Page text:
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Rajeev Malik: Hop, skip and fall flat

Rajeev Malik  |  New Delhi 

The current approach toward capital inflows and the rupee remains an enigma.
There is something puzzling about how the government appears to be thinking about policies relating to capital inflows and the rupee. On the one hand, it is going all out to attract more foreign capital inflows and is also encouraging overseas borrowing by Indian companies. On the other hand, it now appears undecided about whether or not to allow further significant appreciation of the rupee against the dollar, a highly likely outcome if net capital inflows continue to surge.
It is hard to fathom that April's uncharacteristically huge appreciation of the rupee against the dollar was solely the RBI's decision. It is equally hard to imagine that the central bank's return to intervention in the foreign exchange market in recent weeks is without the government's sign-off, or perhaps the intervention is at the government's suggestion.
The fact of the matter is that the RBI is not an independent central bank and the extent of its intervention in the foreign exchange market has to be viewed as part of the broader public policy about capital inflows, the cost of sterilising the RBI's intervention and the politically palatable pace of rupee appreciation. Effectively, the central bank has to work within the markers and constraints set by government policy and goals.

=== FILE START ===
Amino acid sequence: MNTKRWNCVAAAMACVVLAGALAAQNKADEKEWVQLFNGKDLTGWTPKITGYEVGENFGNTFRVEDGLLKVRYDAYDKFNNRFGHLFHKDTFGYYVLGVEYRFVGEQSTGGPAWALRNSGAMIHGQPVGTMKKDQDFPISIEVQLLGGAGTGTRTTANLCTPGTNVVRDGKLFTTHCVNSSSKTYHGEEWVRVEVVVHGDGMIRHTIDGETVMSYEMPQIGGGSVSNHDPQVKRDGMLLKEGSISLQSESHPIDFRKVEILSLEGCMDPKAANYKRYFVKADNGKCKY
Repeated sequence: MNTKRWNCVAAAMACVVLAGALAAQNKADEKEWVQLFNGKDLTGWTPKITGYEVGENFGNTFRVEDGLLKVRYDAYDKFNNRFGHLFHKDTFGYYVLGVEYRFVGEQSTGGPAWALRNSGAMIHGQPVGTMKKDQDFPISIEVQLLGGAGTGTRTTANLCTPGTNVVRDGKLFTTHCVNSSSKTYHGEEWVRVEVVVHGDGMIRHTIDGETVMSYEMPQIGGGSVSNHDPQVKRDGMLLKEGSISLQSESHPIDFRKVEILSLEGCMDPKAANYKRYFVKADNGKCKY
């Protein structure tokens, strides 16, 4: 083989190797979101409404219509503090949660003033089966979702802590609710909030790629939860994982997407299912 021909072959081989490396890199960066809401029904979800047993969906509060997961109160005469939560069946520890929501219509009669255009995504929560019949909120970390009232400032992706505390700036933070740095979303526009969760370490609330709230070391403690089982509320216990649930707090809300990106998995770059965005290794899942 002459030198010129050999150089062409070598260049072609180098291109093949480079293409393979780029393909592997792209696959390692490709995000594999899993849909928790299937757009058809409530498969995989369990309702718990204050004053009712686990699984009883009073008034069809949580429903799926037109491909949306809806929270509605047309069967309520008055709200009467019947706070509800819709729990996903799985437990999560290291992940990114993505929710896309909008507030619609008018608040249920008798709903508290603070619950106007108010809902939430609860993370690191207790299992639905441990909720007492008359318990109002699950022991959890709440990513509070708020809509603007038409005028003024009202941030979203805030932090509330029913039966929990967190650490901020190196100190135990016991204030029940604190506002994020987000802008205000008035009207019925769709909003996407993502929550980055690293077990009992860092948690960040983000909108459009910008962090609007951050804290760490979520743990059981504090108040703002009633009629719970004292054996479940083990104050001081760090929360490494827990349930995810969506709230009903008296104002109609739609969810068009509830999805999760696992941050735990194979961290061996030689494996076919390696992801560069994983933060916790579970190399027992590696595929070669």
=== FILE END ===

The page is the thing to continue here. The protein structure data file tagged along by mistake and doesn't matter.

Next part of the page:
Capital inflows on their own are generally unlikely to have political repercussions. But significant rupee appreciation can turn into a political liability if it is beyond the threshold of what businesses can live with.
After the hands-off approach in April toward the rupee, the RBI is back to intervening in the foreign exchange market, and the government has also announced "relief" measures for some export sectors. Undoubtedly, exporters need to further improve productivity, over and above what they have done in recent years.
But the government has to take into account the political liability of the hit to, say, employment from substantial rupee appreciation in some export sectors. This is no different from other unwanted baggage that the government carries, but the decision to carry it or not is more political than economic. But surely there is a limit to how many such packages it should offer.
Perhaps there was a strategy behind the April move: allow the rupee to appreciate substantially, and then it will partly retrace its "overshooting" as market expectations will be revised to anticipate depreciation. However, when the appreciation pressure did not abate after the big-bang rupee move in April, it is possible that the RBI was called in to either fight or manage a quick break below the 40 level.
If the above was indeed part of the gameplan behind the April move in the rupee, it has obviously failed, as it should have for two reasons: (1) the magnitude of rupee's appreciation in April was perhaps not large enough; and (2) apart from structural factors, the rupee is also impacted by cyclical capital flows, which will likely continue to exert further appreciation pressure.
There is no way to accurately gauge a priori how much appreciation will be needed. Thus, the April move was really an experiment: allow the rupee to appreciate significantly and hope that that does the trick. However, if it doesn't, then one should be prepared for another sizable move, if it is political feasible.